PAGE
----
a cooperating broker would be a subagenta cooperating broker would be a subagent

at 111. 290. Second, most brokers have been involved in many more real estate transactions than their clients. Learn how to properly use the logo and terms. 100. You can post virtual tours. 273. 16, 2007). See Blanche Evans, Prudential Neutralizes eRealty, Buys Technologies, REALTY TIMES, Jan. 29, 2004, available at http://realtytimes.com/rtapages/20040129_erealty.htm. Get the latest top line research, news, and popular reports. "); 1983 FTC STAFF REPORT, supra note 9, at 37 ("At the MLS level, there is, in fact, no effective competition at the present time, and almost all brokers are, therefore, members of one system in each local community.") Kentucky S.B. "62, Due to these significant efficiencies and procompetitive features, the Fifth Circuit held that the alleged MLS-related restrictions at issue should not be condemned as per se illegal.63 At the same time, the Court held that the efficiencies and benefits flowing from the MLS, combined with other factors, resulted in the MLS having market power in a relevant antitrust market, thereby simplifying the rule of reason inquiry concerning the legality of restrictions imposed by the MLS and its members.64, Although the data show that most consumers currently contract with a broker that supplies the full range of services traditionally offered by brokers, many consumers prefer to use brokers whose business models are alternatives to the traditional one. And you can have that information easily searched and frequently searched by buyers from their own homes on the [I]nternet."). . 152. If a listing broker fails to pay a cooperating broker, the cooperating broker can bring a "procuring cause" dispute against the listing broker through the MLS arbitration mechanism. Although there is no legal impediment to consumers buying and selling homes on their own, the large majority of consumers choose to work with a real estate broker. at 149; Lewis, Tr. . In light of the contrasting views presented above, it is reasonable to ask what empirical evidence reveals about commission rates and fees in recent years. This factor is discussed in detail in Chapter IV of this Report. 78. Other analysts have expressed similar views. at 55 ("[W]e found local markets to consistently have commission modes at either six or seven percent. The scenarios covered by the FAQs reference Standards of Practice 3-3 and 16-16. 11. STATUTES 339.780(7)(1)-(3). This finding was significant at the one percent level for each of the equations tested. This Report presents an overview of the information provided and opinions expressed at the Workshop, as well as existing literature and studies, and examines some of the competitive issues raised at the Workshop and in other proceedings.8 Chapter I provides background information on the real estate brokerage industry, including the roles that real estate agents and brokers play in a typical real estate transaction; considers the importance of MLSs; and examines some of the alternative business models used by real estate brokerages. at 38-39; NAR 2006 SURVEY, supra note 4, at 48 (64 percent of buyers reported that they worked with an agent who represented their interests alone); see also Christopher Curran & Joel Schrag, Does it Matter Whom and Agent Serves? . Section A examines the structural features of the real estate brokerage industry. 6 (New York University School of Law, New York University Law and Economics Working Papers 51, 2006); GAO REPORT, supra note 3, at 3, 12-13 (MLS may encourage price conformity by, for example, by requiring that each listing state the fee split that the cooperating broker will receive. 20, 2005), available at http://www.usdoj.gov/atr/public/comments/209229.htm; Letter from DOJ to the New Mexico Real Estate Commission (Nov. 2, 2005), available at http://www.usdoj.gov/atr/public/comments/212656.htm. The Cooperating Broker Compensation Agreement (Form CBC) provides the buyer agent, transaction licensee or the subagent for seller to be paid by the listing broker. 141. MLSs do not allow FSBO homes to be listed in the local MLS because a listing broker member is not involved. . "190, Data reported to the Securities Exchange Commission by Realogy, the largest brokerage firm in the United States, are consistent with these findings. 27. A few brokers surveyed supported eliminating the rebate ban, recognizing some of the procompetitive benefits that repeal of the ban would foster. Although a subagent cannot assist the buyer in any way that would be . Commentary from NAR experts on technology, staging, placemaking, and real estate trends. Based on the 1992 median price, home sales price indices from the Office of Federal Housing Enterprise Oversight (see http://www.ofheo.gov/HPI.asp) imply median home sales prices of $71,920 in 1985, $63,620 in 1989, and $73,600 in 1992. 321. N.J. STAT. The latter reading would ultimately seem to leave the choice up to the client as to who receives or presents the offers and counteroffers. of Realtors v. E-Realty, Inc., No. For example, one Workshop participant who operates a flat- fee brokerage stated that about 30 percent of his clients who sign up for a flat-fee listing eventually purchase additional brokerage services.74 This panelist's website offers the flat-fee listing at $595, but also offers two other packages: "flat-fee plus," which costs an additional $1,500 and includes negotiation and post-contractual assistance, and full- service brokerage for a discounted percentage fee.75 Further, many fee-for-service brokers allow their clients to cancel their listing agreement at any time, leaving consumers free to pursue other brokerage or non-brokerage options if they become dissatisfied with the broker's service. "); GAO REPORT, supra note 3, at 7-8 ("A discount broker may advertise a lower commission rate to attract listings, but the broker's success in selling those homes, and in attracting additional listings in the future, depends in part on other brokers' willingness to cooperate (by showing the homes to prospective buyers) in the sale of those listings."). This bill, signed into law on March 22, 2007, becomes effective July 1, 2007. 29 During the 1990s, most states revised their laws to allow buyer representation, and at the same time NAR revised its policies, eliminating seller-subagency as a condition of participation in the MLS. single agent A single agent is an agent who represents only one person in the transaction, either the buyer or the seller. Royce de R. Barondes & V. Carlos Slawson, Jr., Examining Compliance With Fiduciary Duties: A Study of Real Estate Agents, 84 OR. First, only brokers have direct access to the MLS, which is a local or regional joint venture of real estate brokers who pool and disseminate information on homes available for sale in their particular geographic areas.17 The MLS provides information both on the homes currently for sale in a particular geographic area and past sales data, which typically are used in determining a home's listing price or a buyer's offer price. See Reifert v. South Central Wisconsin MLS Corp., 450 F.3d 312 (7th Cir. The increased ease with which home buyers and sellers can perform tasks that once were the exclusive domain of real estate agents and brokers likely has been an important factor in the increased demand for innovative, non-traditional real estate brokerage services.4 In fact, the Internet has surpassed the yard sign as the most important marketing tool to reach consumers.5. Access to the MLS is one of the most important services that real estate brokers traditionally have offered. In a 1997 study, the authors tested a theoretical model relating commission rates to changes in a local housing market.209 This study addressed both how the distribution of commission rates varied across home prices within a geographic area and with changes in economic conditions across an entire area over time. at 34 (Internet cited by 80% of home buyer respondents, while yard sign cited by 63%). Growth in home prices was relatively flat through most of the 1990s and real commission fees did not surpass their 1991 levels until 2002. For example, the most recent NAR survey of home sellers and buyers found that the majority of home sellers contact only one listing agent before hiring one to assist with the sale of their home.129 Further, there is evidence that some consumers of brokerage services are not necessarily aware that commission rates are negotiable.130 This may be especially true of buyers who pay for their brokers' services indirectly via the purchase price of the home.131 Although some Workshop comments suggest that consumers' awareness of their ability to negotiate over the price and terms of brokerage services is increasing,132 perhaps due to the increasing numbers of discount brokers that have entered the industry over the past few years, some consumers do not negotiate over commission rates. In the next Chapter, we turn to obstacles innovators may be encountering. Hahn believes that the involvement of multiple parties and the "unique" compensation arrangements in real estate transactions make it difficult for home buyers and sellers to pay for services according to their needs, and he questioned whether alternative business models have had a fair chance to compete under the current structure. For example, home sellers who are referred by one broker to another broker sometimes receive rebates. 2782, available at http://billstatus.ls.state.ms.us/documents/2006/html/SB/2700-2799/SB2782IN.htm. The MLS facilitates the offering of unilateral offers of compensation to cooperating brokers, according to NAR. Figure 3 illustrates annual percent changes in real housing prices and commission fees from 1992 through 2005, and provides additional illustration of how fees tend to move in tandem. at 89; American Bankers Association, Public Comment 10, at 3. The examples of relatively high local market shares for brokerages described above suggest that agent entry is more common than brokerage entry. 50. Because broker fees are paid indirectly, buyers may be less likely to negotiate over them. at 82-83. Competition among brokers on price primarily occurs through lower commission fees and rebates. Most fee-for-service brokers offer sellers two or more service packages, and many offer an additional itemized list of optional services. 101. See Hearing, supra note 1, at 5 (testimony of David G. Wood), available at http://financialservices.house.gov/media/pdf/072506dgw.pdf. In recent years, the Agencies have become aware of actions taken by state legislatures, industry regulators and private actors that have the effect of restricting competition in the real estate brokerage industry. We have not found any increased incidence of undisclosed dual agency problems associated with limited-service brokerage. In the twenty-five years since the Realty Multi-List case, the Agencies have brought a number of antitrust cases involving anticompetitive effects associated with an MLS. When exercised, the opt-out provision prevents Internet-based brokers from providing all MLS listings that respond to a customer's search, effectively inhibiting the new technology. '"60 Second, sellers benefit from wider exposure of their listings, while buyers benefit from reduced search costs.61 Finally, the court noted that "[t]he broker is particularly benefited by having immediate access to a large number of listings and at the same time by being furnished with a method for quickly and expansively exposing his own listings to a broader market. But with more and more agents competing to close transactions, the average number of transactions per agent will decline. The MLS also operates an arbitration mechanism to resolve compensation disputes between listing and cooperating brokers. 109. . Some commentators have argued that buyers may have the misimpression that their brokers' services are free. Brokers also compete for customers by marketing their services to potential buyers and sellers in various ways. State anti-rebate laws and regulations and their effect on price competition and consumer choice are discussed in Chapter IV.A.1 of this Report. should be able to choose their service models as well as the provider of those services, whether they be limited service or full-service"). See, e.g., Rules and Regulations of North Texas Real Estate Information Systems, Inc. 5.01-5.02 (amended Sept. 21, 2005), available at http://www.ntreis.net/documents/Documents_262006124924. at 27. N.D. 184. This line of argument typically focuses on three types of risks to the cooperating broker. "256, One panelist noted that, given the clear benefits of rebates to consumers, it is "hard to find a good articulated defense" of rebate prohibitions.257 Proponents of such provisions claim that they protect consumers from false and misleading offers of rebates and help ensure that consumers choose brokers on the basis of the quality of the service, rather than price. 169. The subagent owes fiduciary duties to the listing broker and to the seller. For example, a broker in Alexandria, Virginia, competes with other brokers able to meet the needs of consumers who are buying and selling homes in the area; this is likely to include other brokerage firms located in and around Alexandria, but not those located in California. at 233 ("[T]he real puzzle in the real estate business is why does there seem to be this relatively fixed commission structure? The commission "rate" is the percentage of the home sales price that the broker retains as a commission. A buyer who is rebated half of this would receive $3,459. The authors performed regressions analyzing how the contract commission rate was affected by various market conditions and housing variables. 061-0267; Monmouth County Ass'n of Realtors, Inc., FTC File No. The Agencies have responded to allegations of steering in two distinct ways, depending on whether the steering was unilateral or involved an agreement among incumbent brokers. REAL ESTATE RES. to help them see the home."90. 24. So, given the fact that the Realtor membership has increased far more than actual home sales, it's not surprising that the median income has fallen."228. See Michael Carney, Costs and Pricing of Home Brokerage Services, 10 JOURNAL OF THE AMERICAN REAL ESTATE AND URBAN ECONOMICS ASSOCIATION 331 (1982). Additionally, fee-for-service brokers typically provide the client additional selling aids, such as yard signs, online advertisements, and a lock-box to allow buyers' agents to show the home when the seller is not present. 110. They instinctively start with the [I]nternet before they search to buy anything. edmonson, kentucky 1962, sam lucas sammit, diversity coaching fellowship,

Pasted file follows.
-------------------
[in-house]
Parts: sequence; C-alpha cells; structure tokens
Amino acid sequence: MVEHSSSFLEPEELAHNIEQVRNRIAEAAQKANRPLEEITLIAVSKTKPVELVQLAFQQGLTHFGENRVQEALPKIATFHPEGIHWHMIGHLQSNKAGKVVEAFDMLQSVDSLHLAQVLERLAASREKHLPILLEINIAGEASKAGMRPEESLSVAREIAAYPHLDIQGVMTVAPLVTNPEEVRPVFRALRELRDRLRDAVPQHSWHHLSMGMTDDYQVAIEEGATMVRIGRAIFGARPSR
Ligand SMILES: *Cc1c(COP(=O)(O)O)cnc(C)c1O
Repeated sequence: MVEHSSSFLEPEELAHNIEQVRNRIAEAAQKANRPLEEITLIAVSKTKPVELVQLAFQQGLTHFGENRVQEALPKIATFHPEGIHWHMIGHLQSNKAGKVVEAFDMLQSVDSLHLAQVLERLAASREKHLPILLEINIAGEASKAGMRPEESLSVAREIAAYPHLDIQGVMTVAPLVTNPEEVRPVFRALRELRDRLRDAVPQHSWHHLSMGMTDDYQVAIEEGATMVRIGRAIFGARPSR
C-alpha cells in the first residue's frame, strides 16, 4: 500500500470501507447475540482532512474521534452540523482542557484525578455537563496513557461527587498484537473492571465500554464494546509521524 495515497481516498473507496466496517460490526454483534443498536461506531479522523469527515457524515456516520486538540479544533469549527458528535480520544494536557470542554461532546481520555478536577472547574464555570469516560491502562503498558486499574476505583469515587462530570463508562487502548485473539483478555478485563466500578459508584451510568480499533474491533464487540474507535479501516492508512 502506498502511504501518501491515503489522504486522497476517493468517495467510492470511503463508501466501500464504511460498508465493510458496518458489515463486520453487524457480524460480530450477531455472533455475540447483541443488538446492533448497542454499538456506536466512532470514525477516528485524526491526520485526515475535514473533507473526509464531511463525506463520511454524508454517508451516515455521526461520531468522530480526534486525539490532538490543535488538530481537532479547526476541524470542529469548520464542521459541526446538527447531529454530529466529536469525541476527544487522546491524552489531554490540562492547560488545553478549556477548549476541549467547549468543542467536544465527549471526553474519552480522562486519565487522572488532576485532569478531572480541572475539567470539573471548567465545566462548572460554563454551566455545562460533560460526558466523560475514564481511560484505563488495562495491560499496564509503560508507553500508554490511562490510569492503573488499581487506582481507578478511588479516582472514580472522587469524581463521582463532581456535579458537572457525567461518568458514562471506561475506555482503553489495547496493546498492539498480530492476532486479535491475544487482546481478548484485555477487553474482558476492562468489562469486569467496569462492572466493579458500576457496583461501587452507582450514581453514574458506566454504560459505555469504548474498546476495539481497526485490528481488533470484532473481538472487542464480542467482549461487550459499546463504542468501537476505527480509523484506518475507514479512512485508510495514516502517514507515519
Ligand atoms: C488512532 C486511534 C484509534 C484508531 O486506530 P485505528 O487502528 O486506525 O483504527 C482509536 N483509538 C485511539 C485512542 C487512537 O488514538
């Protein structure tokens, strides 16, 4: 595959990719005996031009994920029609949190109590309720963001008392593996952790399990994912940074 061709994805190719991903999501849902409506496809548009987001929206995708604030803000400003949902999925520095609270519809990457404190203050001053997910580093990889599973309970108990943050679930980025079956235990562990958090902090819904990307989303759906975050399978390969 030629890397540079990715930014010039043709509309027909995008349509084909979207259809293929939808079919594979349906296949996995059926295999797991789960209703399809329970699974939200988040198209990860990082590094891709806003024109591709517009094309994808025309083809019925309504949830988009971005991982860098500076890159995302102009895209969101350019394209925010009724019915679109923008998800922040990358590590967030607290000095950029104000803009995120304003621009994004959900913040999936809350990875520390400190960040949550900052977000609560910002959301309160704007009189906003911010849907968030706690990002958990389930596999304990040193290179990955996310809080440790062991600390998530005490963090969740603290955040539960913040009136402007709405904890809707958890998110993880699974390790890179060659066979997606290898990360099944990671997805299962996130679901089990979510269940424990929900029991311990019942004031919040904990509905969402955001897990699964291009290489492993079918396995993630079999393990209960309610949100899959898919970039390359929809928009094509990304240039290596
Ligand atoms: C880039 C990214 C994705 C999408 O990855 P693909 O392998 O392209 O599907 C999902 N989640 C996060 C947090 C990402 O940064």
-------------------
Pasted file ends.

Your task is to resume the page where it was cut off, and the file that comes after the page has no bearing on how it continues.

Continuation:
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a cooperating broker would be a subagent